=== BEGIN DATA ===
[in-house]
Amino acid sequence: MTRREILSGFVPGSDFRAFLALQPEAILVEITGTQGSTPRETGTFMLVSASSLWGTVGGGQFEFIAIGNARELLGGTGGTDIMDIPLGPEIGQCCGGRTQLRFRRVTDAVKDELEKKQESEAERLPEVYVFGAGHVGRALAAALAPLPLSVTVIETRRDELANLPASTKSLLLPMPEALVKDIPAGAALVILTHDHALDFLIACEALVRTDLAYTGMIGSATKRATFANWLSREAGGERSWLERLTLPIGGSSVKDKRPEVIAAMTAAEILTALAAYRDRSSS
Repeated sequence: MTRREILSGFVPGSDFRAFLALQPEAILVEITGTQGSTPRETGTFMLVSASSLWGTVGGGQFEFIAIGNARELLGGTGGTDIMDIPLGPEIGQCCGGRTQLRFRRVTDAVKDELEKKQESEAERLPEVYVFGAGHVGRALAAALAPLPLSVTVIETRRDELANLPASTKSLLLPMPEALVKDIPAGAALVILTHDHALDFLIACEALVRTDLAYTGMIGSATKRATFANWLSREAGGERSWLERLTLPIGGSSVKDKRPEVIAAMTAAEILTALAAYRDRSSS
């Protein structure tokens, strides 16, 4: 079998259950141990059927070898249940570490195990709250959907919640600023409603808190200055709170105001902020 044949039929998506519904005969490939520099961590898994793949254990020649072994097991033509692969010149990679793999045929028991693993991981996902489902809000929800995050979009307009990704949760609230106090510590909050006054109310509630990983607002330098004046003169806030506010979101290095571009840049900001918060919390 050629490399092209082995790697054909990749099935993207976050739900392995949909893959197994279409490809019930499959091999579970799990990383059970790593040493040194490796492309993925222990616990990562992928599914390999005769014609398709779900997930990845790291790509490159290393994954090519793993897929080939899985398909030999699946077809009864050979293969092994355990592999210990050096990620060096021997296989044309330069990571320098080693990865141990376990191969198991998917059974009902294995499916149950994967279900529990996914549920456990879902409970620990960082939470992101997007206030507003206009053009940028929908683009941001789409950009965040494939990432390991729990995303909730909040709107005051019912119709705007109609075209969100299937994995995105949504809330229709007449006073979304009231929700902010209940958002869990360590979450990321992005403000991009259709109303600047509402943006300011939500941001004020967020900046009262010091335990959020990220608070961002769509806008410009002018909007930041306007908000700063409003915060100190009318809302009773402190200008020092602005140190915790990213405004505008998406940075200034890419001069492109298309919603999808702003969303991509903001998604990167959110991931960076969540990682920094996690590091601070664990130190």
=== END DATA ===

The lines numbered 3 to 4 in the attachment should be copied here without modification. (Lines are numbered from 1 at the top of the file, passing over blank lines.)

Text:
Repeated sequence: MTRREILSGFVPGSDFRAFLALQPEAILVEITGTQGSTPRETGTFMLVSASSLWGTVGGGQFEFIAIGNARELLGGTGGTDIMDIPLGPEIGQCCGGRTQLRFRRVTDAVKDELEKKQESEAERLPEVYVFGAGHVGRALAAALAPLPLSVTVIETRRDELANLPASTKSLLLPMPEALVKDIPAGAALVILTHDHALDFLIACEALVRTDLAYTGMIGSATKRATFANWLSREAGGERSWLERLTLPIGGSSVKDKRPEVIAAMTAAEILTALAAYRDRSSS
């Protein structure tokens, strides 16, 4: 079998259950141990059927070898249940570490195990709250959907919640600023409603808190200055709170105001902020 044949039929998506519904005969490939520099961590898994793949254990020649072994097991033509692969010149990679793999045929028991693993991981996902489902809000929800995050979009307009990704949760609230106090510590909050006054109310509630990983607002330098004046003169806030506010979101290095571009840049900001918060919390 050629490399092209082995790697054909990749099935993207976050739900392995949909893959197994279409490809019930499959091999579970799990990383059970790593040493040194490796492309993925222990616990990562992928599914390999005769014609398709779900997930990845790291790509490159290393994954090519793993897929080939899985398909030999699946077809009864050979293969092994355990592999210990050096990620060096021997296989044309330069990571320098080693990865141990376990191969198991998917059974009902294995499916149950994967279900529990996914549920456990879902409970620990960082939470992101997007206030507003206009053009940028929908683009941001789409950009965040494939990432390991729990995303909730909040709107005051019912119709705007109609075209969100299937994995995105949504809330229709007449006073979304009231929700902010209940958002869990360590979450990321992005403000991009259709109303600047509402943006300011939500941001004020967020900046009262010091335990959020990220608070961002769509806008410009002018909007930041306007908000700063409003915060100190009318809302009773402190200008020092602005140190915790990213405004505008998406940075200034890419001069492109298309919603999808702003969303991509903001998604990167959110991931960076969540990682920094996690590091601070664990130190």